We have come across quite a few e-reader prototypes while working on this website, each providing a future glimpse of what the devices could be like several years down the line. The latest mock-up comes from the Novel Devices Laboratory at the University of Cincinnati. Engineer Jason Heikenfeld, who heads the lab, is pinning high hopes on the prototype. He claims it has fast enough page turning speeds to allow it to comfortably play back videos, while also allowing for rich color displays. Current e-readers are found lacking with both unless they are LCD based.
The prototype also reminds us of the several bendable displays that we have come across, with some so thin you can roll them up like a magazine or newspaper. Jason Heikenfeld is promising flexibility, and has said, “If you want to make something like an iPad you can roll up and put in your pocket, this is the type of technology that can enable that type of breakthrough.”
The prototype e-reader display can refresh at the rate of 67 frames per second, which Heikenfeld claims is fast enough to allow for video playback on the display that already provides for a full color output while still being extremely thin and light. Another area where mobile computing devices have often been found lacking is battery backup times and the prototype display scores on this front as well by being extremely energy efficient.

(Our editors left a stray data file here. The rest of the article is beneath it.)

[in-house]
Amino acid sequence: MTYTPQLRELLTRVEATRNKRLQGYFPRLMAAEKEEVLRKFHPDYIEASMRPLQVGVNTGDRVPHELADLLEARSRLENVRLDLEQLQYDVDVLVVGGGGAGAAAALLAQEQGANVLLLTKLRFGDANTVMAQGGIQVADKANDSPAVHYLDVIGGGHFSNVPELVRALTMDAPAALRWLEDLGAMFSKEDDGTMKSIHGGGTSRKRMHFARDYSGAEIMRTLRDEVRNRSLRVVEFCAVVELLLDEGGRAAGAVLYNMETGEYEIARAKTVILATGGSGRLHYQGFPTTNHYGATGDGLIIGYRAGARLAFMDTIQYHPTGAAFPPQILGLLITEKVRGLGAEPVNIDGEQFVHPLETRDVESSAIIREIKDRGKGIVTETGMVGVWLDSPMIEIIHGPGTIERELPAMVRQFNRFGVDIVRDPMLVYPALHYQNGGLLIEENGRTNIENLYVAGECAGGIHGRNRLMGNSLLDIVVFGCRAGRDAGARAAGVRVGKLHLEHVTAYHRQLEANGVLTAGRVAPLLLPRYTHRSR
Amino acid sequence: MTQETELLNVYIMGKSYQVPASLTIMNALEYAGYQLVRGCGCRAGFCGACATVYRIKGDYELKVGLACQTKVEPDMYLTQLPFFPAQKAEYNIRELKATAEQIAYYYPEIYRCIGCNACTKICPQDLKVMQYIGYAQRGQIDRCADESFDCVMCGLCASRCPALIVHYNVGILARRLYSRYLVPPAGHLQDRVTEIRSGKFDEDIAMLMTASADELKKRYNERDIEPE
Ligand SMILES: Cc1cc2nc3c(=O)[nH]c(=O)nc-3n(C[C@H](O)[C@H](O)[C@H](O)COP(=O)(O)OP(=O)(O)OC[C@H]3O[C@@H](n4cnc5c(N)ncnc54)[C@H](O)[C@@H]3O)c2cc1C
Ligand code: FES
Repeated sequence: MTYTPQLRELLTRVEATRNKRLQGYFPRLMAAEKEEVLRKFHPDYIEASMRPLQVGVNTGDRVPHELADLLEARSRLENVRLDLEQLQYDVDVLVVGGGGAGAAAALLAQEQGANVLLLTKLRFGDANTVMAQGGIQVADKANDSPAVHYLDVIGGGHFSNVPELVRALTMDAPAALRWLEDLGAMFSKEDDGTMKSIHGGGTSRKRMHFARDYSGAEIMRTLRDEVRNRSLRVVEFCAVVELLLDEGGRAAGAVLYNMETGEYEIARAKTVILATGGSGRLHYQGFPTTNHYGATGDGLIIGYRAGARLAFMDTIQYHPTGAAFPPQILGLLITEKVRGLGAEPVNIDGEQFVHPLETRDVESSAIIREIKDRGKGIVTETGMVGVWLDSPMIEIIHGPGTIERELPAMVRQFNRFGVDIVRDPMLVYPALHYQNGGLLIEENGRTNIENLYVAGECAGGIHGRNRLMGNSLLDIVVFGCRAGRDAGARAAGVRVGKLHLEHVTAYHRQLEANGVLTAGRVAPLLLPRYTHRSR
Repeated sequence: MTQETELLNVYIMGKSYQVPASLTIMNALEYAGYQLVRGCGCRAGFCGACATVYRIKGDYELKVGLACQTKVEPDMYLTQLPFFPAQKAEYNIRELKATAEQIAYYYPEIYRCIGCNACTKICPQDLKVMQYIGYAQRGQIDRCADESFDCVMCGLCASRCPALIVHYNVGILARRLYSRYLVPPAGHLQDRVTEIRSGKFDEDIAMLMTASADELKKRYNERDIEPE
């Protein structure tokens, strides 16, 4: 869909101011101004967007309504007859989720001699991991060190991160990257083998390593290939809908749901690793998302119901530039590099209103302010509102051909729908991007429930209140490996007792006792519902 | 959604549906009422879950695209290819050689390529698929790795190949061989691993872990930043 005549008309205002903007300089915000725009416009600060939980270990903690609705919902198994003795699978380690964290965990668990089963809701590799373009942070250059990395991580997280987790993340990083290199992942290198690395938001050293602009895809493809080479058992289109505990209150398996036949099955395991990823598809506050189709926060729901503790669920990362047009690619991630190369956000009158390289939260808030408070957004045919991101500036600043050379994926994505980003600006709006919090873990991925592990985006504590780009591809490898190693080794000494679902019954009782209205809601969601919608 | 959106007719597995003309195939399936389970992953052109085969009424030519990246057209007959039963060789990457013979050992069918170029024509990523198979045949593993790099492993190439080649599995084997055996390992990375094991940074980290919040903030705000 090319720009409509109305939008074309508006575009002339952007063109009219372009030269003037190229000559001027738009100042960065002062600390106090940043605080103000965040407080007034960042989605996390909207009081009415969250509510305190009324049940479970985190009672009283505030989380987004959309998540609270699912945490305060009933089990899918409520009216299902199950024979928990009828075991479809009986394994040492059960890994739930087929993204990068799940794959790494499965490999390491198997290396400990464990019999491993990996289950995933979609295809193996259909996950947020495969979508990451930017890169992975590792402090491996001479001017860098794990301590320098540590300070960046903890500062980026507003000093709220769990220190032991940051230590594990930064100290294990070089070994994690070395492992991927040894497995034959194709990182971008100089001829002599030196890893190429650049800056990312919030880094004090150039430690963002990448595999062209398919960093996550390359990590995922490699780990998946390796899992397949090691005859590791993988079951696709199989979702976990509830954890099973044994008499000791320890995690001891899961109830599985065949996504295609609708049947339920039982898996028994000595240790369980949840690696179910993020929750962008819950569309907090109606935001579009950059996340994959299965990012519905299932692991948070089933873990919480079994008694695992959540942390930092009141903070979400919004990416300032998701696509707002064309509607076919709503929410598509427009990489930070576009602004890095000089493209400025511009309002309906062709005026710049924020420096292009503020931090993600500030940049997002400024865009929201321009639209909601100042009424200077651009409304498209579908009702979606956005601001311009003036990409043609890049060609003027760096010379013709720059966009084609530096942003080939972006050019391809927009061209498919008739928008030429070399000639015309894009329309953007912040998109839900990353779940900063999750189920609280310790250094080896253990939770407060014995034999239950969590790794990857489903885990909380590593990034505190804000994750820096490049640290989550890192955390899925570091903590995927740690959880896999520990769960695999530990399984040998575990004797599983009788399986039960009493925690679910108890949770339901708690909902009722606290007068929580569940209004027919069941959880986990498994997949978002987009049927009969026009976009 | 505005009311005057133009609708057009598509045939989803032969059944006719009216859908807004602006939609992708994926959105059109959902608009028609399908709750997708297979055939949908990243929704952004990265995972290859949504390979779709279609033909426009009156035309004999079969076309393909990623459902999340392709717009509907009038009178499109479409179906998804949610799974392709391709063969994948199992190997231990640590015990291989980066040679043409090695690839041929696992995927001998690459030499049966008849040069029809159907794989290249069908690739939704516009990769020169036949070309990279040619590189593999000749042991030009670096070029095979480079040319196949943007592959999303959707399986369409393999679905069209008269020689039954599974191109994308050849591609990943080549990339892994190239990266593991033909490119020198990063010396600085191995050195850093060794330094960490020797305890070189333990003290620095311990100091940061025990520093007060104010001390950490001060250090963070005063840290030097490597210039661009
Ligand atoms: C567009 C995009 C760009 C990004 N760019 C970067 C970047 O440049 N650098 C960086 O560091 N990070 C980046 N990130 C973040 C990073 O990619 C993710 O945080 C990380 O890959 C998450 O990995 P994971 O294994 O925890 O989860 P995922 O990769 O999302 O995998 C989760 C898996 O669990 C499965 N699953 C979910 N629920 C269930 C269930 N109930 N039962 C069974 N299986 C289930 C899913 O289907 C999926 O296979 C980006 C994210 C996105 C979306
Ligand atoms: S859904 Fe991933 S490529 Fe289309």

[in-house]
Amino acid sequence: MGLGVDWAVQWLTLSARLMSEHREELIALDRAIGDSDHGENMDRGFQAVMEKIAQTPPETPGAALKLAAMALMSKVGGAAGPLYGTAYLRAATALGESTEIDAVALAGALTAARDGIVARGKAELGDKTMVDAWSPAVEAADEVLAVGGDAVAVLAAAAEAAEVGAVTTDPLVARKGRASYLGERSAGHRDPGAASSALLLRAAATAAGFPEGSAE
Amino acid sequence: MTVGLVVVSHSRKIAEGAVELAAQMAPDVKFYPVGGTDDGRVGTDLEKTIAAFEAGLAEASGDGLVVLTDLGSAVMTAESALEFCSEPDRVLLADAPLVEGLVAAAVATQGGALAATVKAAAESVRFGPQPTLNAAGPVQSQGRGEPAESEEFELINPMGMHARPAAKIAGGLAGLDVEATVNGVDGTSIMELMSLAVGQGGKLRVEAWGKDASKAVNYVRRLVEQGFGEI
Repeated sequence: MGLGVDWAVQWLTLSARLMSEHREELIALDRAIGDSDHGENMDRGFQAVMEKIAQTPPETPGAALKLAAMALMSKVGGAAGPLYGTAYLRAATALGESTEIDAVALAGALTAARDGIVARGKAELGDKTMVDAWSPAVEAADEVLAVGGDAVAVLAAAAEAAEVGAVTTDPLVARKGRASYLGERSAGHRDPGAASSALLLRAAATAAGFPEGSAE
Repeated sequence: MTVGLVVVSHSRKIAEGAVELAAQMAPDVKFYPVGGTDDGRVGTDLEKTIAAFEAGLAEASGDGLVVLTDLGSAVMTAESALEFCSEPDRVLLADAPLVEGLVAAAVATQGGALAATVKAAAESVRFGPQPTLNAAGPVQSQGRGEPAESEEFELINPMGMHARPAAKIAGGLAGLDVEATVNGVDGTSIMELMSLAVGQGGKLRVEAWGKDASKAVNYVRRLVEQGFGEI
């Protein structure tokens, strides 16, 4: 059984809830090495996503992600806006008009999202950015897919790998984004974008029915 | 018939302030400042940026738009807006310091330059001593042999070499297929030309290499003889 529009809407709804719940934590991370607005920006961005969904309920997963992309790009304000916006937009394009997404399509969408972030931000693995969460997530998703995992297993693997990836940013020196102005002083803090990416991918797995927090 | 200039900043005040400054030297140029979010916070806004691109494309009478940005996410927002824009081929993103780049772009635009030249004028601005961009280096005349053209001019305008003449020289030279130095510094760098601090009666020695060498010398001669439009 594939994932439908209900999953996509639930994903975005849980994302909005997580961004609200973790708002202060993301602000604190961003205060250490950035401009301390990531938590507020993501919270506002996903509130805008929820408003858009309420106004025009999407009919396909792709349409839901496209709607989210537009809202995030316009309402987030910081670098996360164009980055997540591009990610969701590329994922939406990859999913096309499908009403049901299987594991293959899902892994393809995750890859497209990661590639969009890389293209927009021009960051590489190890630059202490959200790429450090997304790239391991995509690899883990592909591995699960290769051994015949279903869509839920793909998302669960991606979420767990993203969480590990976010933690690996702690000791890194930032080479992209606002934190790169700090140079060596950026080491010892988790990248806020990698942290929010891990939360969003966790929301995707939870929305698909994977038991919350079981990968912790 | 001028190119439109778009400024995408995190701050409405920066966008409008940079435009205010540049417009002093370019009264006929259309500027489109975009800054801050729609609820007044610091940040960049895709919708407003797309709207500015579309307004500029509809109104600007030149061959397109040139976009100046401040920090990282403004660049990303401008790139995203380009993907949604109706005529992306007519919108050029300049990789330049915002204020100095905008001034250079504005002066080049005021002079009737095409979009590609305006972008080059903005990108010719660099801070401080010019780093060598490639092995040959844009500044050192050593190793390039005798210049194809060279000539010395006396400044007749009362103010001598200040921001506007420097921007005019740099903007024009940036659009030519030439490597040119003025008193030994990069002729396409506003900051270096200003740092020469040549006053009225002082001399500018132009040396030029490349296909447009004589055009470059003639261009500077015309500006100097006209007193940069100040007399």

The display consist of a thin sheet of white plastic which is backed up by a porous aluminium coating to ensure better reflection, while the pores allow for easy passage of ink that is pushed to the front of the white plastic sheet to construct the images and text. Heikenfeld is claiming it is the white plastic with a layer of aluminium at the rear which is key to the display being able to render excellent color reproduction. Heikenfeld compared his prototype display with thinly veiled displays of current gen e-readers that are not able to hide the dark underlying colors effectively. “If you have a black wall in your house and you want to paint it white, you know one coat won’t do it,” said Heikenfeld.
Another inherent advantage of such a display is its readibility even in direct sunlight, something that is not possible with LCD based tablet devices. “Now you’re starting to capture a lot of the advantages you have in an iPad screen, but you can see in it in sunlight,” Heikenfeld said.
However, before you get too excited with the prospect of coming across an e-reader or a tablet with this display anytime soon, there are still years of research left for the technology to mature into a viable product.